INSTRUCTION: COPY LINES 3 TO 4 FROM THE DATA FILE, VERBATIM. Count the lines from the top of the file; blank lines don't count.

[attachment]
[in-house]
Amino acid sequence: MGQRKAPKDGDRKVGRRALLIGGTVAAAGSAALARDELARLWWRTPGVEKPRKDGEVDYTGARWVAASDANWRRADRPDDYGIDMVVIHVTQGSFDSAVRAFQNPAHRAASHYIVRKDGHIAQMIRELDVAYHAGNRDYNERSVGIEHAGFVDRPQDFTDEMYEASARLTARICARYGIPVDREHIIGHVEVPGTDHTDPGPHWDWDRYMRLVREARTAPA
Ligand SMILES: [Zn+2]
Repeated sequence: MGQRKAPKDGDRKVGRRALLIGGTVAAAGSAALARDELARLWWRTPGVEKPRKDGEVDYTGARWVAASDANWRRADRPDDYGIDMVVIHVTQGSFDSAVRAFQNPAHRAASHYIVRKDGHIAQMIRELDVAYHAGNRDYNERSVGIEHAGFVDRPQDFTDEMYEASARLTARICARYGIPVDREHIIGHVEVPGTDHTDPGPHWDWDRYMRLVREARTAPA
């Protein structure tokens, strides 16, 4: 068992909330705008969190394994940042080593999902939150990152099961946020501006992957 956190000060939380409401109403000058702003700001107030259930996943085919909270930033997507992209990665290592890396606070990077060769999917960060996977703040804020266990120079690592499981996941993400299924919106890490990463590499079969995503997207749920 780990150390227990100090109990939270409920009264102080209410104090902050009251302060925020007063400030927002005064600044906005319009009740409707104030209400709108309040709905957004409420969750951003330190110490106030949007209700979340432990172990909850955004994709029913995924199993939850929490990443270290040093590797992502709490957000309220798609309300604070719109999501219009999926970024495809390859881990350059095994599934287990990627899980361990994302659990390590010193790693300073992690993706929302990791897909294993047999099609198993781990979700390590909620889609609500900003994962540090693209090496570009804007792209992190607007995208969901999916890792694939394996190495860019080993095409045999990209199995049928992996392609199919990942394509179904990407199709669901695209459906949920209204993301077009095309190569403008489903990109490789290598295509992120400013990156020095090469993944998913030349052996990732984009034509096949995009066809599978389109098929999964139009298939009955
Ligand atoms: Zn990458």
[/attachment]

Ligand SMILES: [Zn+2]
Repeated sequence: MGQRKAPKDGDRKVGRRALLIGGTVAAAGSAALARDELARLWWRTPGVEKPRKDGEVDYTGARWVAASDANWRRADRPDDYGIDMVVIHVTQGSFDSAVRAFQNPAHRAASHYIVRKDGHIAQMIRELDVAYHAGNRDYNERSVGIEHAGFVDRPQDFTDEMYEASARLTARICARYGIPVDREHIIGHVEVPGTDHTDPGPHWDWDRYMRLVREARTAPA